I was sitting in my living room, wondering and listening to the version of Cyndi Lauper's Time After Time sung by Boyce Avenue. Then, this thought came to me:-
“What a world we live in! It's a world full of hate, envy and hostility.”
You will find this raging animus both inside and outside of religion. In fact, the irony is that we are supposed to be set apart from the world. Yet, the distinction has always been blurred, always.
If you drop an alien from outer space into the two worlds (that is, the secular or the religious), the alien would be deeply confounded when asked, "Isn't it obvious? Can’t you tell the difference?" The problem is, you can't - not always.
What is even sadder is that at times, the secular world appears to abide more faithfully with the commandment to love our neighbors than the religious world, where disappointments abound.
In my living room, I wonder: Have we conveniently forgotten the two greatest commandments Jesus gave to his disciples – that is, love God and our neighbors with all our heart, soul and mind? Isn't that the summation and consummation of love and everything else is merely footnotes, commentaries, annotations and even discursions?
Have we then been chasing the form of religion and not the substance, that is, pursuing Calvary's wooden cross and not the person hung there?
Dietrich Bonheoffer once said: "Those who live their dream of a Christian community more than the Christian community itself become destroyers of that Christian community even though their personal intentions may be ever so honest, earnest, and sacrificial."
Are we then the victims of Christian ideals gone awry? Are we zombies for perfection who have forgotten to put on warm human flesh on the cold dry bones of religiosity? What has really changed then after our conversion - everything else except ourselves?
In the book "A Fellowship of Differents”, Professor Scott McKnight challenges us to meditate on these questions that he poses:-
"If the church is a mixed salad or fellowship of differents, then...
We should see different genders at church. Do we?
We should see different socioeconomic groups at church. Do we?
We should see different races at church. Do we?
We should see different cultures at church. Do we?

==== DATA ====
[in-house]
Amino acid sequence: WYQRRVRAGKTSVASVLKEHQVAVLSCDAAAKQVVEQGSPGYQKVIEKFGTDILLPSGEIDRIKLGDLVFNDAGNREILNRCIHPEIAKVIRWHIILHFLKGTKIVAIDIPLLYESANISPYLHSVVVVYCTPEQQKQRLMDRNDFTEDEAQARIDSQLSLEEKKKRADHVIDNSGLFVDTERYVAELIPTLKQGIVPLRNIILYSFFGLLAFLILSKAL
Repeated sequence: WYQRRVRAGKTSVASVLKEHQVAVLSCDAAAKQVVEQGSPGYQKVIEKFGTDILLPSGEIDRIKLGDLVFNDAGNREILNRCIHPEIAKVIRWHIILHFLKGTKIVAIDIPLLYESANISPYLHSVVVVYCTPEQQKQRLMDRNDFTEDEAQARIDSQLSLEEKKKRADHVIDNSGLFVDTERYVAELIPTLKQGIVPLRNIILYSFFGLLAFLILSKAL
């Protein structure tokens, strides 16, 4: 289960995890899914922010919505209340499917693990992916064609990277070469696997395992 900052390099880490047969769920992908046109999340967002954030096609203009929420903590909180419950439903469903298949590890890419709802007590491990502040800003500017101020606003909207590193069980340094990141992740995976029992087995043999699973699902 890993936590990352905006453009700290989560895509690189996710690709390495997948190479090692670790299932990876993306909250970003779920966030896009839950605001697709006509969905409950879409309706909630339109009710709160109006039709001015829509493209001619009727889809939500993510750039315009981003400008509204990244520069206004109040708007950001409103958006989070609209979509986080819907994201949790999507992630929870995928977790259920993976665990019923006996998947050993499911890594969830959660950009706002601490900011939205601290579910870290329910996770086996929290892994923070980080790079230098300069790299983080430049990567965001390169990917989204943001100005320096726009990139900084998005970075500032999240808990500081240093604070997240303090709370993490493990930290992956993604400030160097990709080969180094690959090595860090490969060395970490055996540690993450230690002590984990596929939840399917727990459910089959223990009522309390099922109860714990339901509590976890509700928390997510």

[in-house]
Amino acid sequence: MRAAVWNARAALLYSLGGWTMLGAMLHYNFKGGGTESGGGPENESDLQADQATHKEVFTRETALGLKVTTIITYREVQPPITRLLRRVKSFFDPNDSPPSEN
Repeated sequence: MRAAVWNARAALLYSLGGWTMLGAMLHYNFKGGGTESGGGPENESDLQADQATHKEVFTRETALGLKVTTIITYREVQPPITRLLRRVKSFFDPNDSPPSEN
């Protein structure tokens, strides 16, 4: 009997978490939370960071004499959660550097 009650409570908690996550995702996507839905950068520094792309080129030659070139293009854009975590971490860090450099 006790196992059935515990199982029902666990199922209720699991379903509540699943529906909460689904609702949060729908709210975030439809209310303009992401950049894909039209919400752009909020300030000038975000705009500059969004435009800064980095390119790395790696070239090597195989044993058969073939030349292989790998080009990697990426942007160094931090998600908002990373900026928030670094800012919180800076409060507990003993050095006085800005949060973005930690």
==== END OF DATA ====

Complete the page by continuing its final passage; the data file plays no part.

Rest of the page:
We should see different music styles at church. Do we?
We should see different artistic styles at church. Do we?
We should see different moral histories at church. Do we?
We should see different forms of communication at church. Do we?
We should see different ages involved at church. Do we?
We should see different marital statuses at church. Do we?
Even more, if the church is a mixed salad in a bowl...
We should understand the Christian life as a fellowship. Do we?
We should understand it as a social revolution. Do we?
We should understand it as a life together. Do we?
We should understand it as transcending difference. Do we?
We should understand it as honoring difference. Do we?
We should understand it as enjoying difference. Do we?
We should understand it as love, justice, and reconciliation. Do we?”
Benny Hinn once recounted that his own 11-year-old daughter had a difficult time figuring him out. In an interview, he said, "One day she asked me a question that absolutely blew me away - from my own child! "Daddy, who are you? That man up there (onstage), I don't know." He added, "If my own child is asking that, surely the whole world is asking that."
…I guess the whole world is also asking the same about us. Who are we?
Here is my own list of questions in McKnight's style for our pondering as I close...
…when we preach love in church and demonstrate hate at home. Who are we?
When we give to the church and take from the weak? Who are we?
When we insist that our interpretation of scripture is right and everything else is heresy. Who are we?
When we pray with both hands clasped and cast stones with both hands at gays, lesbians, prostitutes, homeless teens, ex-convicts and people with tattoos. Who are we?
When we sing praises in church and spread lies about our colleagues, bosses and competitors. Who are we?
When we proclaim to others that the truth shall set them free and remain imprisoned in our own fortress of lust, greed and envy. Who are we?
When we rejoice when a soul walks down the aisle and repulse at a soul who is more successful than us. Who are we?
When we boast about keeping all the commandments and commit murder, adultery and covetousness in our heart. Who are we?
When we are able to quote scriptures at a snap of our fingers and then use them to oppress others by instilling fear, guilt anxiety and shame. Who are we?
When we declare to the church that we are a new creation in Christ and return home or to office acting as if the old man has never been crucified with Christ. Who are we?
…and when we kneel down with open hands to receive our communion elements and distance ourselves from the communion of souls outside the church who are crying out to be understood, encouraged and loved. Who are we?
No, seriously...who are we?
Ps: Have a blessed Sunday service, anyway. Cheerz.